I don’t know how my mom managed. You do the math: She had five kids in seven years. In case you’re wondering, yes, we’re Catholic. My oldest sister was born in March, followed by my second oldest sister the following April, my brother the following July and so on. And although working and mother were not in the same sentence back in the 60s, she had plenty of work to do. She did all the cooking, cleaning and child rearing, while my dad worked full time and weekends to make ends meet. Our family had one car, so she was pretty much “stuck” at home with all of us 24-7. It’s no wonder she’s a bit loony now!
Times have changed. Mothers are still faced with cooking, cleaning and child rearing, but there’s also pressure to have the perfect career, the cleanest house and the healthiest meals. Not to mention, a fit body, a wrinkleless face and a flawless pedicure! Needless to say, being a working mom can be quite stressful. There’s always a nose to wipe, a bedtime story to read and a corporate project to finish. So, how do busy mothers maintain their sanity in this era of “do everything for everyone”? Here are a few tips:
- Prioritize. Just like a crazy day at the office requires prioritization, being a busy mother does, too. Make a short list of “must dos” each day and shelf the rest for another time. Keeping up with your kids’ doctor’s appointments is important, cleaning out your closets may not be. The key is not to major in the minors.
- Learn to say ”no.” Be choosy with your time. It’s ok to say “no” to people or events that don’t fulfill your life – like volunteering for an animal shelter when you fear dogs or making play dates with obnoxious, competitive mothers! Don’t let others guilt you into doing something you don’t really want to.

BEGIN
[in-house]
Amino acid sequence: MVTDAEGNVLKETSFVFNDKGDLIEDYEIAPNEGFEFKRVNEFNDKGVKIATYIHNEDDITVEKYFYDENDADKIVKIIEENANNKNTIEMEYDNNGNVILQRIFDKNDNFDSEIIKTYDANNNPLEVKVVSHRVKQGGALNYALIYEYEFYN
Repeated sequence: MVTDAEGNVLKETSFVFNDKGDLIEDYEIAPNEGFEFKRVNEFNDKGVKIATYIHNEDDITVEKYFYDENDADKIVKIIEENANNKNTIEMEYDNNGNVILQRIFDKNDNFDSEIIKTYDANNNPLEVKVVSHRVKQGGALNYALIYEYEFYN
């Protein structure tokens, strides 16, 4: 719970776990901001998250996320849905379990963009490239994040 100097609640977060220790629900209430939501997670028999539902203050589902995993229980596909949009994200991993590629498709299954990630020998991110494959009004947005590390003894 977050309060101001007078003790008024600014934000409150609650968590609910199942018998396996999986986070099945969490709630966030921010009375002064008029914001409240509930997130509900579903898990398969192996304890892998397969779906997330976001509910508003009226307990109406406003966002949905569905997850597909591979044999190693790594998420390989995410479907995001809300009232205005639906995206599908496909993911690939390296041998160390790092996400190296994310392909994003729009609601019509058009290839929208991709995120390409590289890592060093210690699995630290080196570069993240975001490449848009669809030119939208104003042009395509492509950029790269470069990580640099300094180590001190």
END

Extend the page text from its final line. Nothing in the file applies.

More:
- Seek support. Is the stress of having kids and a job getting to you? Find supportive friends or neighbors to share your feelings. Online support groups are also available on Web sites, such as www.babycenter.com and www.parenting.com. Don’t forget your spouse! If he’s worth his weight in salt, he’ll shoulder his half of the work load.
- Give yourself a time out. We all need time for ourselves, and not just to hit the grocery store alone. Make time for healthy habits, such as exercise, meditation or just a phone call to gossip with your closest friend. Having time away from your busy schedule helps recharge your batteries. This is vital to maintaining your sanity.
- Seek professional help. Brooke Shields brought post-partum depression to light. It’s common to have the blues after a baby is born. About 10 percent of new moms experience a more severe form of depression. Seek help immediately if you suffer constant fatigue, severe mood swings, withdrawal from family and friends or an emotional detachment from your child. This type of depression can also occur in adoptive moms.
What’s my personal remedy for keeping my cool with two kids and two jobs? I make time for a few long walks a week, keep some dark chocolate on hand and laugh often with my spouse and friends.